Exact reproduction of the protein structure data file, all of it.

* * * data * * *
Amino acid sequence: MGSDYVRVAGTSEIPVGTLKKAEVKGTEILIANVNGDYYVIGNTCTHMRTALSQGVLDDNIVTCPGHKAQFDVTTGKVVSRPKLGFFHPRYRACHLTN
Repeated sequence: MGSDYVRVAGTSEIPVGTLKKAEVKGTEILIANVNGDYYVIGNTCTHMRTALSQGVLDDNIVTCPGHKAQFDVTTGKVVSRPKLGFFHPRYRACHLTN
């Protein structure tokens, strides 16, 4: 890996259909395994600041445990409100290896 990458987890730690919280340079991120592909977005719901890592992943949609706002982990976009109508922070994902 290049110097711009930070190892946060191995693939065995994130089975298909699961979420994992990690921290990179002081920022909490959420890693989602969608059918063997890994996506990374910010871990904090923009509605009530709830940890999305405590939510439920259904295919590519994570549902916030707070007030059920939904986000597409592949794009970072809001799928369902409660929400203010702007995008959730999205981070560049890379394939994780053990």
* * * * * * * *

Amino acid sequence: MGSDYVRVAGTSEIPVGTLKKAEVKGTEILIANVNGDYYVIGNTCTHMRTALSQGVLDDNIVTCPGHKAQFDVTTGKVVSRPKLGFFHPRYRACHLTN
Repeated sequence: MGSDYVRVAGTSEIPVGTLKKAEVKGTEILIANVNGDYYVIGNTCTHMRTALSQGVLDDNIVTCPGHKAQFDVTTGKVVSRPKLGFFHPRYRACHLTN
């Protein structure tokens, strides 16, 4: 890996259909395994600041445990409100290896 990458987890730690919280340079991120592909977005719901890592992943949609706002982990976009109508922070994902 290049110097711009930070190892946060191995693939065995994130089975298909699961979420994992990690921290990179002081920022909490959420890693989602969608059918063997890994996506990374910010871990904090923009509605009530709830940890999305405590939510439920259904295919590519994570549902916030707070007030059920939904986000597409592949794009970072809001799928369902409660929400203010702007995008959730999205981070560049890379394939994780053990």